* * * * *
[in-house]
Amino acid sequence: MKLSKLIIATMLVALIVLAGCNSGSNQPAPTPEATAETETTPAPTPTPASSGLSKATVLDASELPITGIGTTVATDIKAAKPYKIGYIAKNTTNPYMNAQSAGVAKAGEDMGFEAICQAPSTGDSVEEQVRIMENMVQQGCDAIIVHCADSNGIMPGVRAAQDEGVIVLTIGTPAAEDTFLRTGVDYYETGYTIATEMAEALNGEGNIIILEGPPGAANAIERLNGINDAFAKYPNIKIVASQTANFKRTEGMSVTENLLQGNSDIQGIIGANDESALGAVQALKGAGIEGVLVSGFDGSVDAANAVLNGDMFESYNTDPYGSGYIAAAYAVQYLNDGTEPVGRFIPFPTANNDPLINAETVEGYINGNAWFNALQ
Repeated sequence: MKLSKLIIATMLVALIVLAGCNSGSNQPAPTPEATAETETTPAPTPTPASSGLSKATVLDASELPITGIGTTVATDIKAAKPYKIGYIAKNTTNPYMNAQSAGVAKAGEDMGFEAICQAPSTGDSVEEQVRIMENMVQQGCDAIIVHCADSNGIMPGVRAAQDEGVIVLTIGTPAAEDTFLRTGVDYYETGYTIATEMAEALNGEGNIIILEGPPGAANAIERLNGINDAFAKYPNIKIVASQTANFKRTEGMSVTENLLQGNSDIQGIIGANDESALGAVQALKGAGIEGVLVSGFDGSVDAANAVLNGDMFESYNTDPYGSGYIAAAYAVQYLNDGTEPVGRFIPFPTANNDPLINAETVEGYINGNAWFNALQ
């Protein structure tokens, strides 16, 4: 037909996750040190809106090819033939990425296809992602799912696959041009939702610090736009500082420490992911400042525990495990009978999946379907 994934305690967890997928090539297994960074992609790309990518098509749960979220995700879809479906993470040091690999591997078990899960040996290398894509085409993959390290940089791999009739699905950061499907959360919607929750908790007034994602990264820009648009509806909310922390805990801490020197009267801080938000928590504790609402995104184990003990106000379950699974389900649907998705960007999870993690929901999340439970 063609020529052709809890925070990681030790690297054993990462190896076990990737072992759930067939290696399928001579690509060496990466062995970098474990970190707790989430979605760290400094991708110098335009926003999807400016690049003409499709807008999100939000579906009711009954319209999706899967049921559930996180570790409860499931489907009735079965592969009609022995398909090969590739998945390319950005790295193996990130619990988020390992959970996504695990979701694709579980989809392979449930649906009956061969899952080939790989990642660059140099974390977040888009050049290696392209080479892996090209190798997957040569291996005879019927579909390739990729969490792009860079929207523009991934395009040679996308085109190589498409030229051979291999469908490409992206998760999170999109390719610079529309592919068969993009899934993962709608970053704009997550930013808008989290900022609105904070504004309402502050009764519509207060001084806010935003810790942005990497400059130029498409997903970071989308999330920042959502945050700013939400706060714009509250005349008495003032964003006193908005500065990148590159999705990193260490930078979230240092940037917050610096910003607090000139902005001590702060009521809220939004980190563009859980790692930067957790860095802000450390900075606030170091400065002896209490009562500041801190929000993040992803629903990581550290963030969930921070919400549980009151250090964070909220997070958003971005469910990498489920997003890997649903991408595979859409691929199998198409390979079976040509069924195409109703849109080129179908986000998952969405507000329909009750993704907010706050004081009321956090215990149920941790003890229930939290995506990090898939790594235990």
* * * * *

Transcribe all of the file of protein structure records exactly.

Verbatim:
[in-house]
Amino acid sequence: MKLSKLIIATMLVALIVLAGCNSGSNQPAPTPEATAETETTPAPTPTPASSGLSKATVLDASELPITGIGTTVATDIKAAKPYKIGYIAKNTTNPYMNAQSAGVAKAGEDMGFEAICQAPSTGDSVEEQVRIMENMVQQGCDAIIVHCADSNGIMPGVRAAQDEGVIVLTIGTPAAEDTFLRTGVDYYETGYTIATEMAEALNGEGNIIILEGPPGAANAIERLNGINDAFAKYPNIKIVASQTANFKRTEGMSVTENLLQGNSDIQGIIGANDESALGAVQALKGAGIEGVLVSGFDGSVDAANAVLNGDMFESYNTDPYGSGYIAAAYAVQYLNDGTEPVGRFIPFPTANNDPLINAETVEGYINGNAWFNALQ
Repeated sequence: MKLSKLIIATMLVALIVLAGCNSGSNQPAPTPEATAETETTPAPTPTPASSGLSKATVLDASELPITGIGTTVATDIKAAKPYKIGYIAKNTTNPYMNAQSAGVAKAGEDMGFEAICQAPSTGDSVEEQVRIMENMVQQGCDAIIVHCADSNGIMPGVRAAQDEGVIVLTIGTPAAEDTFLRTGVDYYETGYTIATEMAEALNGEGNIIILEGPPGAANAIERLNGINDAFAKYPNIKIVASQTANFKRTEGMSVTENLLQGNSDIQGIIGANDESALGAVQALKGAGIEGVLVSGFDGSVDAANAVLNGDMFESYNTDPYGSGYIAAAYAVQYLNDGTEPVGRFIPFPTANNDPLINAETVEGYINGNAWFNALQ
């Protein structure tokens, strides 16, 4: 037909996750040190809106090819033939990425296809992602799912696959041009939702610090736009500082420490992911400042525990495990009978999946379907 994934305690967890997928090539297994960074992609790309990518098509749960979220995700879809479906993470040091690999591997078990899960040996290398894509085409993959390290940089791999009739699905950061499907959360919607929750908790007034994602990264820009648009509806909310922390805990801490020197009267801080938000928590504790609402995104184990003990106000379950699974389900649907998705960007999870993690929901999340439970 063609020529052709809890925070990681030790690297054993990462190896076990990737072992759930067939290696399928001579690509060496990466062995970098474990970190707790989430979605760290400094991708110098335009926003999807400016690049003409499709807008999100939000579906009711009954319209999706899967049921559930996180570790409860499931489907009735079965592969009609022995398909090969590739998945390319950005790295193996990130619990988020390992959970996504695990979701694709579980989809392979449930649906009956061969899952080939790989990642660059140099974390977040888009050049290696392209080479892996090209190798997957040569291996005879019927579909390739990729969490792009860079929207523009991934395009040679996308085109190589498409030229051979291999469908490409992206998760999170999109390719610079529309592919068969993009899934993962709608970053704009997550930013808008989290900022609105904070504004309402502050009764519509207060001084806010935003810790942005990497400059130029498409997903970071989308999330920042959502945050700013939400706060714009509250005349008495003032964003006193908005500065990148590159999705990193260490930078979230240092940037917050610096910003607090000139902005001590702060009521809220939004980190563009859980790692930067957790860095802000450390900075606030170091400065002896209490009562500041801190929000993040992803629903990581550290963030969930921070919400549980009151250090964070909220997070958003971005469910990498489920997003890997649903991408595979859409691929199998198409390979079976040509069924195409109703849109080129179908986000998952969405507000329909009750993704907010706050004081009321956090215990149920941790003890229930939290995506990090898939790594235990």